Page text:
Column: Stopping TMT won’t help Hawaiians much
To the protesters I say this: Keep the end in mind. There are more challenges ahead. Ask if winning this battle will actually help win the war.
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I support the construction and operation of the Thirty Meter Telescope on Mauna Kea. TMT is now legally entitled to begin construction. However, as a Native Hawaiian I also understand why many kanaka maoli believe the law has failed them. Again.
In making decisions affecting the public, government is bound by rules that guide the decision-making process. “Due process” includes fair notice of proposed government action and an opportunity for citizens to be heard by participation in the decision-making process. If a decision made appears to be arrived at arbitrarily and against what the evidence shows, it can be appealed to the courts for judicial review. Court decisions have upheld the rights of the “little guy.” That includes the Hawaii Supreme Court decision in 2015 to nullify the state Board of Land and Natural Resources’ approval of the TMT project because the procedure used by the board deprived relevant parties a fair opportunity to challenge TMT’s proposal.
Acceptance of, and respect for, the finality of decisions ensures that “the rule of law” prevails, rather than decision-making based on the whims of a chief executive or on who cheers more loudly.
Protesters have demonized TMT. TMT followed legal procedures to obtain approval.
It relied on government to provide a final decision, up or down. After many years, hearings, and court battles the state finally did. Criticizing government authorities for their support of the project and the response to the protest on the mountain is appropriate; voting in elections for those who are opposed to the TMT is also appropriate. Unleashing venom against TMT is not.
Despite my support of TMT, my na‘au — my guts — feels this way: Why should kanaka maoli trust the process when the original sin — the overthrow of the Hawaiian monarchy — was bereft of process? The Kingdom was taken by extra-legal means without any opportunity for the sovereign and her citizens to participate in determining the fate of the island nation. What followed was a systematic attempt to extinguish Hawaiian culture and language and, by extension, the Hawaiian people.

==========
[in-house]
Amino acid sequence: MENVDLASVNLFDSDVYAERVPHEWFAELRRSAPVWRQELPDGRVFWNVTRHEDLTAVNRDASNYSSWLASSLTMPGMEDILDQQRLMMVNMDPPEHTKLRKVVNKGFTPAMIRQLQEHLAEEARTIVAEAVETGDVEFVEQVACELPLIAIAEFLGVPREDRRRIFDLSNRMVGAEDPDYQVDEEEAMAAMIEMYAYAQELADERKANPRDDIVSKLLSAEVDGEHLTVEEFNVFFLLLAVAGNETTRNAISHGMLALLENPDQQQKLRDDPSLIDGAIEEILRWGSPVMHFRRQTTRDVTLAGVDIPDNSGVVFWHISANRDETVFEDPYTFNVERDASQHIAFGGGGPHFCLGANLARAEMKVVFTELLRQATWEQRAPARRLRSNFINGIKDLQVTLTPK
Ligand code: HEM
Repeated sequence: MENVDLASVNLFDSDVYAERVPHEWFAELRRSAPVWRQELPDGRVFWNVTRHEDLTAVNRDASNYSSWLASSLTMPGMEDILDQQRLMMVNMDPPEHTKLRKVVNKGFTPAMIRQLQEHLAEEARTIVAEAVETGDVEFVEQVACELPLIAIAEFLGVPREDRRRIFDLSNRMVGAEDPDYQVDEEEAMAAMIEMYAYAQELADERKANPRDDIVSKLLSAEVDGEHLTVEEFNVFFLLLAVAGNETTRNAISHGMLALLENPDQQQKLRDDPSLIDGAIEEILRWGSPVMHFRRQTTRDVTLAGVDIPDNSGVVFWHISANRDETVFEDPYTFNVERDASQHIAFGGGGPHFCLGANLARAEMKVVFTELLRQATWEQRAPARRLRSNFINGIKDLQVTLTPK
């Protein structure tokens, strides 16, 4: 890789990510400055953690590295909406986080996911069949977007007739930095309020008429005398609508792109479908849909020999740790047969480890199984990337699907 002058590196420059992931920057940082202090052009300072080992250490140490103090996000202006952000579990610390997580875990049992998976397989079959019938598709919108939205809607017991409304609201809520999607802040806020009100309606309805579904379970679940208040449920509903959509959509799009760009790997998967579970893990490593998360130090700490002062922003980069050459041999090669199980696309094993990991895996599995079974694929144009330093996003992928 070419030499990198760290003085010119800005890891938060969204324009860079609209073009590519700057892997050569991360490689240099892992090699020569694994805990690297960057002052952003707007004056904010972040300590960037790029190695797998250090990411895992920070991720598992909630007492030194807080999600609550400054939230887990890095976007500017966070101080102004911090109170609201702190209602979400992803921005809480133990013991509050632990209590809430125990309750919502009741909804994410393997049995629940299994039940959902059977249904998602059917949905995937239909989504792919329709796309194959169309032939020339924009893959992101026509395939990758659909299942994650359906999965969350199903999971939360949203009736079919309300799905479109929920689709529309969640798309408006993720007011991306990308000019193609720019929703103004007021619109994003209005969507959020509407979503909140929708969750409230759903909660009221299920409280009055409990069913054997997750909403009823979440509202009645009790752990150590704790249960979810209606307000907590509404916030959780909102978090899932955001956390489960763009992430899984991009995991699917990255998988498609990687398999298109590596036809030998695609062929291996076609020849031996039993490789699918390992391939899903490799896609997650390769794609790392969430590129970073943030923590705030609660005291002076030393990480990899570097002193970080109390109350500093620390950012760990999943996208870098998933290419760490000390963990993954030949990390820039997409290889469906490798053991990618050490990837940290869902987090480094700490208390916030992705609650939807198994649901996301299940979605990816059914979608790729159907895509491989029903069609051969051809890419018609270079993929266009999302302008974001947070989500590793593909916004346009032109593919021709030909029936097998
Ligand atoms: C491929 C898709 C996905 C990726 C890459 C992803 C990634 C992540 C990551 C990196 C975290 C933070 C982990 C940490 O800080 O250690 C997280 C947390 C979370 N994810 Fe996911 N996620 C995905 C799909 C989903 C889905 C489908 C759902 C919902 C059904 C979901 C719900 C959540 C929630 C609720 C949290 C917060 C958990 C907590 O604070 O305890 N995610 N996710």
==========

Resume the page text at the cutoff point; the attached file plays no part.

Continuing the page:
Thus, when I see kanaka maoli protesting or read anti-TMTers’ angry social media posts I don’t necessarily see irrational people who fail to see the unique opportunity TMT can provide to Hawaii and the world. Instead, I see the accumulation of decades of pain, hurt and resentment, passed down through generations. It is a cry for acknowledgement and respect, even if at times a few protesters act with disrespect toward others. Some who support TMT have also made very disrespectful comments toward the protesters. I would ask that they consider the historical forces at play.
The protests have already achieved much: They have galvanized kanaka maoli who look to achieve some form of sovereignty to a degree not seen before and have garnered the support from many, both locally and worldwide.
The momentum this protest has sparked can be applied to achieve longer-term goals. Getting TMT to abort the project will do little to fundamentally change the cultural or political landscape.
Just because one is on the summit does not mean one is at the summit. The movement toward self-recognition has been a slow climb, and for good reason: Change on this level of magnitude does not happen overnight. To the protesters I say this: Keep the end in mind. There are more challenges ahead. Ask if winning this battle will actually help win the war.
Robert Kekuna is a Honolulu attorney and a Native Hawaiian.